Since RP exudes such an air of polish and priggish sophistication, it is not appropriate for all situations. Over the years I have developed a fairly wide spectrum of different accents and personas. It can be quite striking to observe the effects of a short phrase, peppered with highly idiomatic British slang such as for example, “Why don’t we have a quick butchers at that little shop where those bleeding smugglers were done by the police”. Americans don’t have the faintest idea what this sentence means, but they find it completely irresistible (for you American readers: butcher’s hook = look, bleeding=common expletive, and to be “done” by the police does not mean what you think it does, but rather means essentially, “to be caught”). Such phrases can be wonderful conversation starters, or enliveners. If I decide to make someone’s acquaintance, I find this sort of more proletarian manner of speech to be highly effective in developing peoples’ interest in me.

Despite the fact that I receive great enjoyment from of cultivating different accents and styles of speech, I must admit that Americans do not have a very good ear for variations in the British accent itself. In fact, I have discovered that Americans even have great difficulty noting the differences between an Australian accent and a British one. Therefore, it is not absolutely necessary for one to be too precise with the inflection and pronunciation of the words — but I take pride in doing things properly, even if the audience is ignorant.

No matter what the situation, I am repeatedly struck by the powerful impression my speech can have on the majority of the American population. This is not to say that Americans are in any way inferior to those of us from the UK (one need only consider the superiority of American plumbing to see how untrue such a belief would be — I mean honestly, are they the only country that truly understands plumbing!?), but to point out (in a not particularly original manner) the amazing appeal of a British accent for the American people. I would not be surprised if there have been studies done in this area. I suppose it has something to do with how very young the country is — they must still look to England as the older, wiser parent. They may have pushed aside the paternal hand, but still look up to the former protector.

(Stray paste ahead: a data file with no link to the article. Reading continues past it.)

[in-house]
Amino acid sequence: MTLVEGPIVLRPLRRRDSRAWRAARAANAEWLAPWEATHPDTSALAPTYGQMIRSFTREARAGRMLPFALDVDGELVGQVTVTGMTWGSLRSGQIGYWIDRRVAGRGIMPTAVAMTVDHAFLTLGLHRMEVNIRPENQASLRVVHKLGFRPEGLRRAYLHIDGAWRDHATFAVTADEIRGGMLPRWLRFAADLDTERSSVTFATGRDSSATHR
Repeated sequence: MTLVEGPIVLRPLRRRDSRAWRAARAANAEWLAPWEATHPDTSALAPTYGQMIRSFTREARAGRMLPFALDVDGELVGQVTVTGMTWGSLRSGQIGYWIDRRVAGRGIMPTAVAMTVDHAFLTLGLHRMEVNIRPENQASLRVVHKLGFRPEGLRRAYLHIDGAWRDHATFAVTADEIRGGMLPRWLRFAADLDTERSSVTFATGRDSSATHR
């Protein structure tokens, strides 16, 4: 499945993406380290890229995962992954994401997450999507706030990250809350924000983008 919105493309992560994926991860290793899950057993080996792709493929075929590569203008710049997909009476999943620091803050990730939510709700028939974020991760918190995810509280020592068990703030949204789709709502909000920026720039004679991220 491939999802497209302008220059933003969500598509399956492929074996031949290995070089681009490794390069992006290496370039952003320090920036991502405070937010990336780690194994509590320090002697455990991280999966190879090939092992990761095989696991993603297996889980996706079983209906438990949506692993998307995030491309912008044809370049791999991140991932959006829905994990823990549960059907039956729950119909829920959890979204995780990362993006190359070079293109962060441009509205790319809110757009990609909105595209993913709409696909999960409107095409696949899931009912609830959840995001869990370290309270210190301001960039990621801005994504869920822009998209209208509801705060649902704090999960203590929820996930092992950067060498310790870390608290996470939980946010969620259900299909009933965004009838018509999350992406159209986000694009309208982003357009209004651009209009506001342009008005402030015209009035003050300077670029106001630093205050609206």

From → Accents, America, England

  1. Hi, Taylor, what’s with the Twitter about comments from angry Americans? OK, maybe the the last two sentences in the final paragraph were a bit too much (for some), as well as the paragraph before that, but it is all clearly a joke. I could write pages about sticking my foot in my mouth in England — and that was with 3- and 5-year-olds! I had no idea there was such a big difference in vocabulary but there is. In the end we have our laughs, each learns a little bit about the other, life goes on.